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Monmouth-class cruiser

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Class overview
NameMonmouth class
Operators Royal Navy
Preceded byDrake class
Succeeded byDevonshire class
In commission1903–1921
General characteristics
TypeArmoured cruiser
Displacement9,800 long tons (10,000 t) (normal)
Length463 ft 6 in (141.3 m) (o/a)
Beam66 ft (20.1 m)
Draught25 ft (7.6 m)
Installed power
Propulsion2 × shafts; 2 × triple-expansion steam engines
Speed23 knots (43 km/h; 26 mph)

The Monmouth class was a ten-ship class of 10,000-ton armoured cruisers built around 1901 to 1903 for the Royal Navy and designed specifically for commerce protection. The ships were also referred to as County class cruisers as they carried the names of British counties.


Left elevation and deck plan as depicted in Jane's Fighting Ships 1914
Aft port casemate guns on Berwick, illustrating the unfortunate positioning

Expected only to fight light cruisers and armed merchant ships, the class was armed with fourteen 6-inch guns at a time when most British armoured cruisers also carried at least a pair of 9.2-inch guns: Four of the guns were mounted in two twin turrets at a good height, the remaining ten were installed in hull-mounted casemates, five on each side. The lower casemate guns were just a few feet above water, making them impossible to use in heavy seas. Sir John Fisher commented that "Sir William White designed the County class but forgot the guns."[1] On the other hand, they were relatively fast ships for their time.


The following table gives the build details and purchase cost of the members of the Monmouth class. Standard British practice at that time was for these costs to exclude armament and stores. The compilers of The Naval Annual revised costs quoted for British ships between the 1905 and 1906 editions. The reasons for the differences are unclear.[2]

Construction data
Ship Builder Date of Cost according to
Laid down Launch Completion (BNA 1905)[3] (BNA 1906)[4]
Monmouth London & Glasgow Shipbuilding, Govan 29 Aug 1899 13 Nov 1901 2 Dec 1903 £709,085 £979,591
Bedford Fairfield Shipping and Engineering, Govan 19 Feb 1900 31 Aug 1901 11 Nov 1903 £734,330 £706,020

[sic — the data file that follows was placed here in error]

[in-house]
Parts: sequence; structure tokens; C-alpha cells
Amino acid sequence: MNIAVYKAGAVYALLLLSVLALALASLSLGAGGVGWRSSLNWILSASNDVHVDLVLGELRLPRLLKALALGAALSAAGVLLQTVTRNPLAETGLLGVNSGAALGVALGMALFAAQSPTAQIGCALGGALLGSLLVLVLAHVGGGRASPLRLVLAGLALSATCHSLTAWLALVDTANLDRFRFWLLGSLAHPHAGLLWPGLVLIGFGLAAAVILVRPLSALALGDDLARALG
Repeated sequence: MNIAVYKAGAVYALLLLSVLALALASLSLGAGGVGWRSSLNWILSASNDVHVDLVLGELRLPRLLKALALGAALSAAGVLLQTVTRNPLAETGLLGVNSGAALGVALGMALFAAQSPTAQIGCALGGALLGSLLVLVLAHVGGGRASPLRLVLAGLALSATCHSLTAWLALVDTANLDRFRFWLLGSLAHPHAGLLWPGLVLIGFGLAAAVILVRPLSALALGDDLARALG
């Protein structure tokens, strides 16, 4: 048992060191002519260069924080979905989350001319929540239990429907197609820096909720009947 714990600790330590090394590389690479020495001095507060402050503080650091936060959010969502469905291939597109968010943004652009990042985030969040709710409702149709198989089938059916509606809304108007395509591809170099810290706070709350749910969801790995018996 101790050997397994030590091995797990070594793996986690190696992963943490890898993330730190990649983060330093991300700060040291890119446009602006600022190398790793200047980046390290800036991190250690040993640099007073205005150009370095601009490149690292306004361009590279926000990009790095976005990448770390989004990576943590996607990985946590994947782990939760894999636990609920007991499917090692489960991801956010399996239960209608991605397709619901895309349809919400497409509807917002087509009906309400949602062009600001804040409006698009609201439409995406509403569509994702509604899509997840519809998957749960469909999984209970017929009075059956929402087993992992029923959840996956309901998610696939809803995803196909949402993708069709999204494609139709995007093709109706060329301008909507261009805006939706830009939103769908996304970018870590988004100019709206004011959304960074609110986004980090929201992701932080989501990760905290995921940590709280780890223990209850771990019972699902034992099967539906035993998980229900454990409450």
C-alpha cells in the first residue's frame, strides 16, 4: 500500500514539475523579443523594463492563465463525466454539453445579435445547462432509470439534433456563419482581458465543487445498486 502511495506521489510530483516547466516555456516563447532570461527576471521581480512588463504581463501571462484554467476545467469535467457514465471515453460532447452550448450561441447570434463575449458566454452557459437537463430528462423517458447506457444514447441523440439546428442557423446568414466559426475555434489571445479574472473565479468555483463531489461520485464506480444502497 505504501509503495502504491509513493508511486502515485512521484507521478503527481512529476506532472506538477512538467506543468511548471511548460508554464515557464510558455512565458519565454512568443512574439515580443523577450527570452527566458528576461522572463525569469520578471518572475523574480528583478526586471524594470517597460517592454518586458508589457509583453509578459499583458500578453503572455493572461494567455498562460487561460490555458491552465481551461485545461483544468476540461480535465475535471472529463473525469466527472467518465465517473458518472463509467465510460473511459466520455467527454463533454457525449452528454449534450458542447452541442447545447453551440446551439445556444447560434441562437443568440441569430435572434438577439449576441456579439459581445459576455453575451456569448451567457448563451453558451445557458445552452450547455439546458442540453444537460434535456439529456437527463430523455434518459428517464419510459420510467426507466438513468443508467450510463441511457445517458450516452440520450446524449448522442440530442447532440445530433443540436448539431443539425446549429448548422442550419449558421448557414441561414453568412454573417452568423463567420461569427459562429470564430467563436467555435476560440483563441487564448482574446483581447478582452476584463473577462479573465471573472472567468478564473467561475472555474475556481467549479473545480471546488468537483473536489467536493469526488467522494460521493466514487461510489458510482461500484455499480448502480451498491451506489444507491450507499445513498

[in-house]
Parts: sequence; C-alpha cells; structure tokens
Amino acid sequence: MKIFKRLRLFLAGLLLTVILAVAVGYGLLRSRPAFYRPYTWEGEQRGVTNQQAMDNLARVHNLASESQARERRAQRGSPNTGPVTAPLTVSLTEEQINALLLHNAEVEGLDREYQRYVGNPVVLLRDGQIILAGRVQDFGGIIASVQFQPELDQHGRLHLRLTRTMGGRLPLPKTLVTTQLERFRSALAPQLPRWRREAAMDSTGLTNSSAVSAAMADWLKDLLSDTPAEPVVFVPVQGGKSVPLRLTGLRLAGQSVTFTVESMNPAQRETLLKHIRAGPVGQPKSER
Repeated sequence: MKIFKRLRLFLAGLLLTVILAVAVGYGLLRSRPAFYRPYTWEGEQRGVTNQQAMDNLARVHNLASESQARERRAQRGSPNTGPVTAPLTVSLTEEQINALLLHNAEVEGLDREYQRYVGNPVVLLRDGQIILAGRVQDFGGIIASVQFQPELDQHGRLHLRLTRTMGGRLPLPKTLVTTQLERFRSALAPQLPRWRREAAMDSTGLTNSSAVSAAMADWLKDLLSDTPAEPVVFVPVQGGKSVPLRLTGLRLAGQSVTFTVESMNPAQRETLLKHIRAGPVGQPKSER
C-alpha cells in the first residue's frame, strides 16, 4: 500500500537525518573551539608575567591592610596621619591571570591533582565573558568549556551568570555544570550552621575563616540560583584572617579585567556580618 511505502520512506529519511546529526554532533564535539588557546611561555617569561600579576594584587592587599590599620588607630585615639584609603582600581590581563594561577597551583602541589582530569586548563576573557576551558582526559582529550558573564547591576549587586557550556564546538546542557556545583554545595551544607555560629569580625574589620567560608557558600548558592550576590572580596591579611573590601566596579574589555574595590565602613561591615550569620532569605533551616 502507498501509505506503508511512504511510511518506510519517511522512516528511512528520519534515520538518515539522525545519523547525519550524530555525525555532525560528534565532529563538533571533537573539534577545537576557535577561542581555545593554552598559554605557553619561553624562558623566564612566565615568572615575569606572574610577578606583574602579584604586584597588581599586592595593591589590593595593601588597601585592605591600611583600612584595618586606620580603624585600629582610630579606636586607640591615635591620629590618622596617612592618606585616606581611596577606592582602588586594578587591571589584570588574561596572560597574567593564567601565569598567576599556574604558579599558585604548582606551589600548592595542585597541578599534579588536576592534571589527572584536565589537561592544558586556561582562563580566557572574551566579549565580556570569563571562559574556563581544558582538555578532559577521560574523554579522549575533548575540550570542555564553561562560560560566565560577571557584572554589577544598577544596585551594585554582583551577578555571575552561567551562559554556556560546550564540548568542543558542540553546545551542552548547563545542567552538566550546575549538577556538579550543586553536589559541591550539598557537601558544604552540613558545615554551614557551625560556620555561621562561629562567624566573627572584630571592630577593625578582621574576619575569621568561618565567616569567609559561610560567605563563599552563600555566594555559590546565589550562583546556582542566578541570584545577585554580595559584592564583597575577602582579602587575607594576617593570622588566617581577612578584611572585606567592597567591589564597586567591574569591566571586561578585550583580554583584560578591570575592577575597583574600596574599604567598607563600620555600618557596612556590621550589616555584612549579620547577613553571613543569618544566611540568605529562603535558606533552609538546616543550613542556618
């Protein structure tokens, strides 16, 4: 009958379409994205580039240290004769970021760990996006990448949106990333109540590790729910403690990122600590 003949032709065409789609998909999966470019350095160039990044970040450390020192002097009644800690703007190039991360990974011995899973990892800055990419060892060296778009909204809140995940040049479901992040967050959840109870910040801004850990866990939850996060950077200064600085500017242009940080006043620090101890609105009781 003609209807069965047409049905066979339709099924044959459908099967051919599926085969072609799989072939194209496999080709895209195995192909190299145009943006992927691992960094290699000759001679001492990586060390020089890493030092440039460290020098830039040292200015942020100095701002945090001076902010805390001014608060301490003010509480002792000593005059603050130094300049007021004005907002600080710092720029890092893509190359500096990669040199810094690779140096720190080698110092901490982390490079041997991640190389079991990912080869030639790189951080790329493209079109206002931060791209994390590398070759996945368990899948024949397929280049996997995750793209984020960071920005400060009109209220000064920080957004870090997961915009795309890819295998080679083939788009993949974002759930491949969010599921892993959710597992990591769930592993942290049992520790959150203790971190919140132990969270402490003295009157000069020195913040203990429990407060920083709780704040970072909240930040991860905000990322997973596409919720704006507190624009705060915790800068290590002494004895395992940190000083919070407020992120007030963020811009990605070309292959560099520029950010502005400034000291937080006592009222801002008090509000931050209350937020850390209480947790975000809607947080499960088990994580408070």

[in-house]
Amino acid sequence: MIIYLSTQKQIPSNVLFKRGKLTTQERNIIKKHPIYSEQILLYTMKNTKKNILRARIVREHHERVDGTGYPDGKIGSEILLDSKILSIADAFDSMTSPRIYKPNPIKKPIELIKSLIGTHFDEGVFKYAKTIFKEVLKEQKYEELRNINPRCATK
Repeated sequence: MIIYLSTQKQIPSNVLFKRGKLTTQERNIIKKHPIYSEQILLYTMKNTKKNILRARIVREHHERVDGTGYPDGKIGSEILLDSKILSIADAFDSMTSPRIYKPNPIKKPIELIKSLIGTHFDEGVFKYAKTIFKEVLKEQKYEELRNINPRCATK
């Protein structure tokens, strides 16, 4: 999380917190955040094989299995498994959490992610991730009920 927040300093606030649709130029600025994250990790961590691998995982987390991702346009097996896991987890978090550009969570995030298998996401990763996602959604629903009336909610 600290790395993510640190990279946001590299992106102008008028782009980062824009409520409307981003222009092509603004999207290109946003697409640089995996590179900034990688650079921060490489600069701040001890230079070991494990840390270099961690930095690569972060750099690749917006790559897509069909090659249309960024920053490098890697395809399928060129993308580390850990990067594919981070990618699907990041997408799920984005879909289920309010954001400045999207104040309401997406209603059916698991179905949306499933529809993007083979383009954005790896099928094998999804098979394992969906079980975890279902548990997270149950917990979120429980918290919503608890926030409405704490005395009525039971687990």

Essex HM Dockyard, Pembroke 1 Jan 1900 29 Aug 1901 22 Mar 1903 £770,325 £736,557
Kent HM Dockyard, Portsmouth 12 Feb 1900 6 Mar 1901 1 Oct 1903 £733,940 £700,283
Berwick William Beardmore and Company 19 Apr 1901 20 Sep 1902 9 Dec 1903 £776,868 £750,984
Cornwall HM Dockyard, Pembroke 11 Mar 1901 29 Oct 1902 1 Dec 1904 £789,421 £756,274
Cumberland London & Glasgow Shipbuilding, Govan 19 Feb 1901 16 Dec 1902 1 Dec 1904 £751,508 £718,168
Donegal Fairfield Shipping and Engineering, Govan 14 Feb 1901 4 Sep 1902 5 Nov 1903 £752,964 £715,947
Lancaster Armstrong-Whitworth, Elswick 4 Mar 1901 22 Mar 1903 5 Apr 1904 £763,084 £732,858
Suffolk HM Dockyard, Portsmouth 25 Mar 1901 15 Jan 1903 21 May 1904 £783,054 £722,681


HMS Donegal at the Royal Naval Dockyard in the Imperial fortress colony of Bermuda circa 1918.
HMS Cornwall at the Royal Naval Dockyard in Bermuda circa 1918

Upon completion, the ships served briefly in home waters before being assigned to various oversea stations (the China Station and the North America and West Indies Station). During this time HMS Bedford was wrecked in the East China Sea in 1910 and scrapped.

Following the outbreak of World War I, the ships were primarily tasked with combating German commerce raiders, patrolling in both the North and South Atlantic. HMS Monmouth was assigned to Rear Admiral Sir Christopher Cradock's squadron, and was sunk at the Battle of Coronel in November 1914. HMS Kent was also assigned to Cradock's squadron, but failed to join in time; she remained at the Falkland Islands and joined Vice-Admiral Doveton Sturdee's squadron, which also included HMS Cornwall. In the ensuing Battle of the Falklands in December 1914, HMS Kent pursued and sank the light cruiser Nürnberg, while HMS Cornwall pursued and sank the light cruiser Leipzig. HMS Kent continued the pursuit of the light cruiser Dresden, eventually locating her and forcing her to be scuttled at the Battle of Más a Tierra. In 1915, HMS Cornwall participated in the blockade of the light cruiser Königsberg in the Rufiji River.

After World War I, several of the ships served briefly as training ships. All soon were withdrawn from service and scrapped in 1920 and 1921.



  1. ^ Massie, Robert K. (2004). Castles of Steel. Balantine Books. ISBN 0-345-40878-0.
  2. ^ The 1906 figure for Monmouth is particularly high. but is as quoted in the original. The 1914 edition also quotes £979,591 as the cost of Monmouth.
  3. ^ Brassey's Naval Annual 1905, p234-243
  4. ^ Brassey's Naval Annual 1906, p208-215


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